One thing to look forward to is the upcoming and manic season of pro cycling. What a crazy end of the year that will be for the sport! I just hope Mrs NITP is ready for a remote war although little NITP always wins with Baby TV! On the local scene, we heard a few updates from Sam who has had to pause his promising season with Verulam Racing. It seems unless social distancing is eased considerably, circuit and road racing will be logistically hard to run. Time Trials have started already and you can see why, one rider out on the course with a big time gap between the next trialist, it can work. So Sam has had to turn his pedals to Zwift and win a few races on there which brings us to the next adaptation. The virtual Tour de France and other animated events. Confession, we have not been the virtual tour, we just not had the time believe it or not. When there's a now walking baby in the household, eyes have to be on the mini me rather than the avatars jumping all over the television screen. But the virtual sport coverage has definitely boomed. All sports have had to be creative in some way to keep their audience exposed to their passion but also to keep their sport alive. It's not hard to see that the sports that have the money to keep going have made it through the pandemic. It's the domestic scene which has suffered the most and will continue to suffer.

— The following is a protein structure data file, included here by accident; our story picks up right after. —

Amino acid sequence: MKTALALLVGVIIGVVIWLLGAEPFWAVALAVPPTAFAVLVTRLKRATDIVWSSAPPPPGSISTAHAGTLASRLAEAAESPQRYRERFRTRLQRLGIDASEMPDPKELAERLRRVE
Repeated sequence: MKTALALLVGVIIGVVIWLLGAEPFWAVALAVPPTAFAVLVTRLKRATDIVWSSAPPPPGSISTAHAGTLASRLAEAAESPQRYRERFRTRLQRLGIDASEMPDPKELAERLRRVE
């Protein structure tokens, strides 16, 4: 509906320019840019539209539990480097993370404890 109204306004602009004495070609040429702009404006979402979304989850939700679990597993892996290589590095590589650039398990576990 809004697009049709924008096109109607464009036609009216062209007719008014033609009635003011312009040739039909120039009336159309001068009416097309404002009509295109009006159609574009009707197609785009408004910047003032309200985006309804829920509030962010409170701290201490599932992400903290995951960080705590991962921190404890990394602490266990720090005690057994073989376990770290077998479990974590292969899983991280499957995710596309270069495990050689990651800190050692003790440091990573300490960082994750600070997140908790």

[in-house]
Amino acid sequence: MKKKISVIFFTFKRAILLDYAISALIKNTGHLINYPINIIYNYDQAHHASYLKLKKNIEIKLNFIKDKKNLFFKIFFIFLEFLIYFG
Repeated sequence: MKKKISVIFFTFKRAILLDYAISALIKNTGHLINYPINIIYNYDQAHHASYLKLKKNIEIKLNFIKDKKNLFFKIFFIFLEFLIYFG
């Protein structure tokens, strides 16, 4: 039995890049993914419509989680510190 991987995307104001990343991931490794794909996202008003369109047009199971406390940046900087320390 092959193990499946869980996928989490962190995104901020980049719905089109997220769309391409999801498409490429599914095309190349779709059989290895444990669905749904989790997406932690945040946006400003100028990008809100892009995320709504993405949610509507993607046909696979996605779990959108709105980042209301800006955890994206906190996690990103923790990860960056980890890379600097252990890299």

What now then? Well, there needs to be a fight for the pop up cycle lanes to be permanent, there is an opportunity to shift people's attitudes towards active travel. Those who are against it need to see that with less cars on the road, there will be less traffic which means vehicles still on the road for journeys such as deliveries or transportation will become more efficient. Not forgetting the benefits of cleaner air, how can anyone argue with that? Just don't get it myself. There also needs to be firmer deterrents for speeders. It can be scary on the roads at times when you see someone flying with no care for others around, it's enough to put people off cycling and it might sound bias, but no one should be dying on the roads, end of.
We never did visit Richmond Park during lockdown mainly because we couldn't because no one above 12 years of age on a bike was not allowed, but if you have been following how the Royal Parks have been controlling the cycling numbers especially in Richmond, it has been a bit farcical. At one point, cycling was banned unless you were a key worker using it to commute through or as we said, a youngster under 12. Some roads in the park were lifted but only at certain times and days which led to a lot of confusion. Now, all roads are open to cycling but some of the car parks have been reopened. So what message is this sending out? Surely, a better option would be having a regular bus service from the surrounding towns to take people into the park to keep motor traffic to a minimum. After all, Richmond Park is a designated National Nature Reserve, should it not be looked after as one?
Let's hope that any positive changes that have been implemented during this unprecedented global pandemic can continue to be just that, positive and lead to a more caring, considerate, humane world because with the amount of loss the world has suffered and it continuing, it's a very fragile time for the human race and we can either be the problem or the solution...